This is where blind source separation (BSS) comes into its own. It simply needs between four and eight off-the-shelf microphones, with no calibration required – the sort of microphone found in a mobile phone. The array geometry is flexible – anything between 5cm and 30cm across. Ideally there would be a clear ‘line of sight’ to the customer and, if space allows, a 2D array is preferable – but a linear array does also work.

BSS can separate the incoming audio back into its constituent sources automatically. So not only is the customer’s voice brought out of the background noise, it is clearly distinguished from the voice of the person at the neighbouring kiosk. It can even separate the voice of the customer from their child trying to add that sneaky ice cream.

This is all done with data-driven machine learning. The system is continuously analysing the sound field and can pick out the speech of the person in front of the kiosk – adapting automatically to the lunchtime rush or the quiet of a 2am motorway pitstop. Just like a human – but no social distance required.

As the concepts behind BSS are mathematical, it can be implemented on any general computing device. The central processing unit (CPU) cost is well within the capabilities of a modern ARM processor that supports single precision floating point. Then it needs memory – as BSS is a data-driven approach, it needs a frame store to keep all the audio it’s analysing. For 16kHz and eight microphones, that frame store could be as much as 40MB – totally within the capabilities of a modern ARM processor. Optionally, a camera with face detection can help ensure the correct customer is selected.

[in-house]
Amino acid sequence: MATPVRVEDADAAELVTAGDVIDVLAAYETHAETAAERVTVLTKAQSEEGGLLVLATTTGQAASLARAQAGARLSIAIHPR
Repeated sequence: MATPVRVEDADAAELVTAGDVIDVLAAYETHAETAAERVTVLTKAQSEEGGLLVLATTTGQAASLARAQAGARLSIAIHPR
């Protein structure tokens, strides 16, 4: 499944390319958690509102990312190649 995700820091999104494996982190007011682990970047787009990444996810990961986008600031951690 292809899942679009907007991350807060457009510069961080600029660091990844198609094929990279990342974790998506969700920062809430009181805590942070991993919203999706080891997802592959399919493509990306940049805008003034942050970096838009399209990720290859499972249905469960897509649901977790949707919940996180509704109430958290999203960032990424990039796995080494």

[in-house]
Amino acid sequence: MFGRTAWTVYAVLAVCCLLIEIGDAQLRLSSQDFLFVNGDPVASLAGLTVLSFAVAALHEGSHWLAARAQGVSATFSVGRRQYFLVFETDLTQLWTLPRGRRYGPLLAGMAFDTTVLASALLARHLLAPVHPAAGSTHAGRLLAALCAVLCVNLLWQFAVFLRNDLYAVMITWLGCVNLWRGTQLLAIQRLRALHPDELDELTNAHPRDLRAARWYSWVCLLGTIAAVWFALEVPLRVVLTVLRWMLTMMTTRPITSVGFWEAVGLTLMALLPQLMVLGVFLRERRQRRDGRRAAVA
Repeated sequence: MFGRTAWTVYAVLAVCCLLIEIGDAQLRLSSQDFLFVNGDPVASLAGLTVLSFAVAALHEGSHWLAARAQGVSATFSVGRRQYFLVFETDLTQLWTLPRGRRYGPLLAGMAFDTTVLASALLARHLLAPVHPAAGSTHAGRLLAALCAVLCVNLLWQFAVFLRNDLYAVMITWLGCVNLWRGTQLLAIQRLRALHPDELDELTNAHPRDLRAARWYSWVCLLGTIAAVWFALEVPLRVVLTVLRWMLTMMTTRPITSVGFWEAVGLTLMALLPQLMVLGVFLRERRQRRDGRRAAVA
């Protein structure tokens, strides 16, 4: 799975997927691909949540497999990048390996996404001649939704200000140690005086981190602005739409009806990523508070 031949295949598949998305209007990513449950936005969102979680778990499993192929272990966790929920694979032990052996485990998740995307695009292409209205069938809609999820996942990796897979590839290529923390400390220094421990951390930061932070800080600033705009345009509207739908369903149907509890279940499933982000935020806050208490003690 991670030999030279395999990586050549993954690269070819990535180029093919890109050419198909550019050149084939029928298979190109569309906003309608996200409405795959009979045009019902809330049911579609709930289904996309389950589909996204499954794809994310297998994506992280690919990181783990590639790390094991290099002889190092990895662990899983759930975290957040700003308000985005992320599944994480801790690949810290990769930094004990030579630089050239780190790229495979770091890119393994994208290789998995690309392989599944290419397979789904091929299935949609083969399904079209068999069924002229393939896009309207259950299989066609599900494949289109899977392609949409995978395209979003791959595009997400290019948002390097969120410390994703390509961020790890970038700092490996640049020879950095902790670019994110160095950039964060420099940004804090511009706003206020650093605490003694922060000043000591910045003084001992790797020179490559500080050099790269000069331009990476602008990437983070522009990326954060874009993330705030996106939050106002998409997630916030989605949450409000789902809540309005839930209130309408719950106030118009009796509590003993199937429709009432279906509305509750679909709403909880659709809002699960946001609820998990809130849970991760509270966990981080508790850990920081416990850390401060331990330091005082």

Then there’s the ASR and speech-to-intent system. Google managed to port its speech recognition system (currently English only) on to a pixel phone in less than 80MB of memory. Similarly, specialist multilingual speech-to-intent systems for a limited vocabulary can be implemented in under 500kB of memory, depending on the size of the vocabulary.

There’s no need to lose existing touchscreen benefits either – such as upselling options to maximise revenue. If a customer orders a burger and fries, for example, the screen can still prompt them and ask whether they want a cola with their order – with the customer speaking their reply. Dynamically tying this upselling to stock levels would also help reduce wastage – and data mining could ensure the best options are offered.

The one area that speech doesn’t particularly help with is payment, as privacy is likely to be an issue.  Very few customers will be happy with announcing their credit card details or how much they are spending. Thankfully, contactless payment is already here – but the new EU Payment Services Directive means that kiosks are going to have to resort to the keypad for customer authentication more often, unless a different solution can be embraced.

There are plenty of alternatives. For larger amounts, various companies have proposed payment systems based on face recognition. But perhaps a more practical approach is QR codes. These can be displayed directly on the screen for an app to display and read. All the personal security for the transaction is already contained in the smartphone with its fingerprint/facial recognition or simple access password/PIN.

So it all seems to add up. In the post-pandemic world, perhaps it’s time to put a ‘Do not touch’ sign on our touchscreens…